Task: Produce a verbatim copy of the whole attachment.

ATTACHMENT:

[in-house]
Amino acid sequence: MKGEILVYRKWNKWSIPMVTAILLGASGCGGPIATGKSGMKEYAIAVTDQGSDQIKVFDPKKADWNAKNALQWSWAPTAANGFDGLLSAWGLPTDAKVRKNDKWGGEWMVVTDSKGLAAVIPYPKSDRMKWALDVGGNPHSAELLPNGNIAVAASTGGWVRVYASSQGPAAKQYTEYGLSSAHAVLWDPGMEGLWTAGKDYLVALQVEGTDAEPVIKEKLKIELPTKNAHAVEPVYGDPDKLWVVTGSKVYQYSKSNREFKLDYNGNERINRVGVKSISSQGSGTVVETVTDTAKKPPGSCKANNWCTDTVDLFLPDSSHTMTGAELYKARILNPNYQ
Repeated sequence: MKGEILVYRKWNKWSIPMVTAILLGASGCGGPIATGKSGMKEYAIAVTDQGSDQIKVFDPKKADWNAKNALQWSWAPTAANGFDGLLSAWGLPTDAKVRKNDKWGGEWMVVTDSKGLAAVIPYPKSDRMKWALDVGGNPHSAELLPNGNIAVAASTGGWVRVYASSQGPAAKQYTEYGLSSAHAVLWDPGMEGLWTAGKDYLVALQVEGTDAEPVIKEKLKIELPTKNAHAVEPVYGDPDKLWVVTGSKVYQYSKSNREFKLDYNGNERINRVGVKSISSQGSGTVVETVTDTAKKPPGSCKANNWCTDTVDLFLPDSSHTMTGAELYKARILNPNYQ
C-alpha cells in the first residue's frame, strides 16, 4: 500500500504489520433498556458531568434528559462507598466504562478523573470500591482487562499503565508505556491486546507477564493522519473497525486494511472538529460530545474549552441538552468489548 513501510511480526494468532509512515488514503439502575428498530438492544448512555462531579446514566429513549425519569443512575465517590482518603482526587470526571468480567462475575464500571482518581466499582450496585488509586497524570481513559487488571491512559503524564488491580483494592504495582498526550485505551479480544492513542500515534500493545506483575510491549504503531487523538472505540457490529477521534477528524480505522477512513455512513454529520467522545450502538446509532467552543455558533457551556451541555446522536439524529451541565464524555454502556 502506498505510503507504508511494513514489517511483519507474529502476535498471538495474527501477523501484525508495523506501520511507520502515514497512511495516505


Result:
[in-house]
Amino acid sequence: MKGEILVYRKWNKWSIPMVTAILLGASGCGGPIATGKSGMKEYAIAVTDQGSDQIKVFDPKKADWNAKNALQWSWAPTAANGFDGLLSAWGLPTDAKVRKNDKWGGEWMVVTDSKGLAAVIPYPKSDRMKWALDVGGNPHSAELLPNGNIAVAASTGGWVRVYASSQGPAAKQYTEYGLSSAHAVLWDPGMEGLWTAGKDYLVALQVEGTDAEPVIKEKLKIELPTKNAHAVEPVYGDPDKLWVVTGSKVYQYSKSNREFKLDYNGNERINRVGVKSISSQGSGTVVETVTDTAKKPPGSCKANNWCTDTVDLFLPDSSHTMTGAELYKARILNPNYQ
Repeated sequence: MKGEILVYRKWNKWSIPMVTAILLGASGCGGPIATGKSGMKEYAIAVTDQGSDQIKVFDPKKADWNAKNALQWSWAPTAANGFDGLLSAWGLPTDAKVRKNDKWGGEWMVVTDSKGLAAVIPYPKSDRMKWALDVGGNPHSAELLPNGNIAVAASTGGWVRVYASSQGPAAKQYTEYGLSSAHAVLWDPGMEGLWTAGKDYLVALQVEGTDAEPVIKEKLKIELPTKNAHAVEPVYGDPDKLWVVTGSKVYQYSKSNREFKLDYNGNERINRVGVKSISSQGSGTVVETVTDTAKKPPGSCKANNWCTDTVDLFLPDSSHTMTGAELYKARILNPNYQ
C-alpha cells in the first residue's frame, strides 16, 4: 500500500504489520433498556458531568434528559462507598466504562478523573470500591482487562499503565508505556491486546507477564493522519473497525486494511472538529460530545474549552441538552468489548 513501510511480526494468532509512515488514503439502575428498530438492544448512555462531579446514566429513549425519569443512575465517590482518603482526587470526571468480567462475575464500571482518581466499582450496585488509586497524570481513559487488571491512559503524564488491580483494592504495582498526550485505551479480544492513542500515534500493545506483575510491549504503531487523538472505540457490529477521534477528524480505522477512513455512513454529520467522545450502538446509532467552543455558533457551556451541555446522536439524529451541565464524555454502556 502506498505510503507504508511494513514489517511483519507474529502476535498471538495474527501477523501484525508495523506501520511507520502515514497512511495516505